Interview: Erica Gould airs some ‘Dirty Pakistani Lingerie

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Photos contributed, with kind permission.

Currently touring across Britain, Dirty Pakistani Lingerie is Aizzah Fatima’s one woman monologue on what it means to be Muslim in a multicultural society. Funny, pointed and lyrical, it uses six female voices to tackle the complexities of lived experience. I caught up with the show’s director Erica Gould to discuss the themes, and whether humour is the best way to address wider issues.

Lorna Irvine: Dirty Pakistani Lingerie is a brilliant, provocative title. Have you ever encountered controversy or resistance while taking the show on tour?

Erica Gould: We have, in fact, from both inside and outside the Asian community. As is often the case in situations like this, though, the objections tend to come from people who haven’t actually seen the work. Our intention is not to alienate, but to open up a dialogue about stereotypes, racism and women’s struggles with self-determination- still today and in many cultures that we perceive to be ‘enlightened’ about these issues.

The idea behind the title is of course a play on the notion of airing one’s dirty laundry, speaking about what is normally kept hidden or private- and in this case, talking about aspects of women’s lives that are not often spoken about in the public sphere in many conservative or traditional cultures. In fact, in some more conservative communities, it has been the word ‘lingerie’ that has been as provocative as anything else.

LI: Have you both discovered things about yourselves (be it shifts in faith, attitude, culture) that you never noticed before when devising the show?

EG: I think we’ve both been deeply affected by the response the work has received from audiences of such wide-ranging cultural, religious and ethnic backgrounds- that an elderly Japanese couple would tell us that they recognised their own story in the experiences of these Muslim-American women, or that a 40-something African-American woman, and a 20-something Jewish man would both catch a glimpse of their own lives reflected in the play. It’s a one-woman show that addresses the experience of Pakistani-American women. That something so specific could resonate with people of so many different ethnic, religious and cultural backgrounds, ages and across the gender lines was unexpected to us.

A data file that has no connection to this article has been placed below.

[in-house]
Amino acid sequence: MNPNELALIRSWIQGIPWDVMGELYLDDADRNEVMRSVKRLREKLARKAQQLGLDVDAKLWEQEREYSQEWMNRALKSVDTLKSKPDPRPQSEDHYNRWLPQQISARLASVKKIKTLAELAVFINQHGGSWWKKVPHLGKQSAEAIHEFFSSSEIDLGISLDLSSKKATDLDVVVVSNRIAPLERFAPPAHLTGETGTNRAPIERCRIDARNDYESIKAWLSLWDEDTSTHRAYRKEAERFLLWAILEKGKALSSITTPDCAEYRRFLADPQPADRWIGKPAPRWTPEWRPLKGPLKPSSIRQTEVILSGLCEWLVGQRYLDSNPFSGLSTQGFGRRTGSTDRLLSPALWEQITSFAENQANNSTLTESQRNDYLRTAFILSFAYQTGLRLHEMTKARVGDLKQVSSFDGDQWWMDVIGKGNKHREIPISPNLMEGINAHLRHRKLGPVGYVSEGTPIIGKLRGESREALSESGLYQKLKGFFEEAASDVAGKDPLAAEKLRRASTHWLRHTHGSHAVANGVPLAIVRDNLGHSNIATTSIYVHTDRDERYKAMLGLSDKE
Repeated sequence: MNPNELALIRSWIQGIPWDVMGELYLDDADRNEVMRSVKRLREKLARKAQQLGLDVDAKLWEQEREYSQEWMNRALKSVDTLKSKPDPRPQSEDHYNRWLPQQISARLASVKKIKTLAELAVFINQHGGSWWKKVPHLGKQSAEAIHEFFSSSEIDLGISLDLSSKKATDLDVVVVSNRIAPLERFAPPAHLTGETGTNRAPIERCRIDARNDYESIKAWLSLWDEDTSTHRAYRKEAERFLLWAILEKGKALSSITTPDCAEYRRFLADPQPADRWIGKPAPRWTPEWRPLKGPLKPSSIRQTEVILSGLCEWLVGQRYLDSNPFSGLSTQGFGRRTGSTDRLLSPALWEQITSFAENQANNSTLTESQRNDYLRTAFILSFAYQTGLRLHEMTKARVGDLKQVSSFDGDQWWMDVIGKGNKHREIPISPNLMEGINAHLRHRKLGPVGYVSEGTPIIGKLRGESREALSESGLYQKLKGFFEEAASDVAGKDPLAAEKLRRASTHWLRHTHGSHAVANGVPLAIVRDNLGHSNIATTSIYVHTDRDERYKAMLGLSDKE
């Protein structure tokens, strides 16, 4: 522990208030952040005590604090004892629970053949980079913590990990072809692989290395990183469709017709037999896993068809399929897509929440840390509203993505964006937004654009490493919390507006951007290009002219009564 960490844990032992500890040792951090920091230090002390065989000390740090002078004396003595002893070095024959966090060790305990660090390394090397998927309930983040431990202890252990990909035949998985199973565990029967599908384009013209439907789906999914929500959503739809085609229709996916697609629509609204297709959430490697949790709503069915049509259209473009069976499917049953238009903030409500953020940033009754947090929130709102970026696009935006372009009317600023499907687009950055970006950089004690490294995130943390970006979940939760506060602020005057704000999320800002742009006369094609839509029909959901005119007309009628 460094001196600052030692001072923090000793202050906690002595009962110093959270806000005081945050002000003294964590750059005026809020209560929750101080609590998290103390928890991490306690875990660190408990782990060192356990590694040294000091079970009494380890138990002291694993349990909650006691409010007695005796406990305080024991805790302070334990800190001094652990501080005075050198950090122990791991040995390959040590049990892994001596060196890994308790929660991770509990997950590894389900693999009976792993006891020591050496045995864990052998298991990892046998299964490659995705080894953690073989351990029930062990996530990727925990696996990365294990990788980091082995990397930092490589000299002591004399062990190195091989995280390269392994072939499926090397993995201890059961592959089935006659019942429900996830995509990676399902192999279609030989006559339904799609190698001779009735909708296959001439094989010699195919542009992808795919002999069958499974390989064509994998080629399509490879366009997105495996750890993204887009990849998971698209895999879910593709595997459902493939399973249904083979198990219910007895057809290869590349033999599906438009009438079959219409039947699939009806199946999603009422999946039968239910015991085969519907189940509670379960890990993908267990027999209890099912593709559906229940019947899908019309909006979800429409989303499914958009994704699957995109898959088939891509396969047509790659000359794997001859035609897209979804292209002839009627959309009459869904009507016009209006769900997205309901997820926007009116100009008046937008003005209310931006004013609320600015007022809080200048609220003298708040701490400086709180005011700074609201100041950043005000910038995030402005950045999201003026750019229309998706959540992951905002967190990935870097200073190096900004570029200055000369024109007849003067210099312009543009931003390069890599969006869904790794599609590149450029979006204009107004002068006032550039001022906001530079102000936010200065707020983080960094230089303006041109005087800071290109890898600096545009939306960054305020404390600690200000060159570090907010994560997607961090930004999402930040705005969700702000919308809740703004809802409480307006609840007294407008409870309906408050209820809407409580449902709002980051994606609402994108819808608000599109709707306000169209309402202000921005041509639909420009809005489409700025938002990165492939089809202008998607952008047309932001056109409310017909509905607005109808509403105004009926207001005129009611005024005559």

It has confirmed my belief that art may illuminate the universal through an honest exploration of the specific. And I think one of the primary universalities that the piece taps into is that of the American ‘hyphenated’ experience, the commonality of the immigrant journey, whether one’s family has been here for five months, or five generations. There is an inherent tension between what has been left behind and what we take with us, between the impulse to assimilate, and the desire to maintain our identity, between what we held onto and what we fear we may have forgotten. All of the characters in the play struggle with some iteration of this dilemma.

And for me personally, as a Jewish woman, the opportunity to find common ground across religions and culture is very powerful- after a performance the other night, I had the most amazing conversation with a group of hijabi women, talking about our respective religious and cultural upbringings, the similarities in our experiences of Yom Kippur and Ramadan,etc.

LI: Do you think humour is an effective way to deal with contentious/tricky subject matter? And who do you rate?

EG: I think that’s very true. The power of theatre lies in its ability to entertain, not lecture. Humour can break down barriers and disarm- it is such an automatic, visceral, almost biological response, really-wired into us- a truly universal language that overcomes barriers- Aristophanes is still funny! So it can cut through resistance or intellectual preconceptions. It gives the artist a licence he or she might not otherwise have to connect with an audience, especially with material or ideas that people might otherwise find challenging. it can become a passport into people’s hearts and minds, I think. I’m a huge fan of what Stephen Colbert was able to accomplish on his original Comedy central show- a breathless subversion that challenged and illuminated in really sophisticated ways- all made possible through humour and satire.

(Lorna Irvine)

 

 

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Aizzah Fatima, star and writer of Dirty Pakistani Lingerie.

 

The show continues its tour across Britain until April 10th.

For more information on the work of Erica Gould and Aizzah Fatima, please head to:

http://www.ericagould.com

and

http://aizzahwix.com/aizzahfatima

 

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Director of Dirty Pakistani Lingerie, Erica Gould

 

 

For a review of the show, please refer to my previous post.

 

 

Watch the trailer for the show here:

 

 

 

 

 

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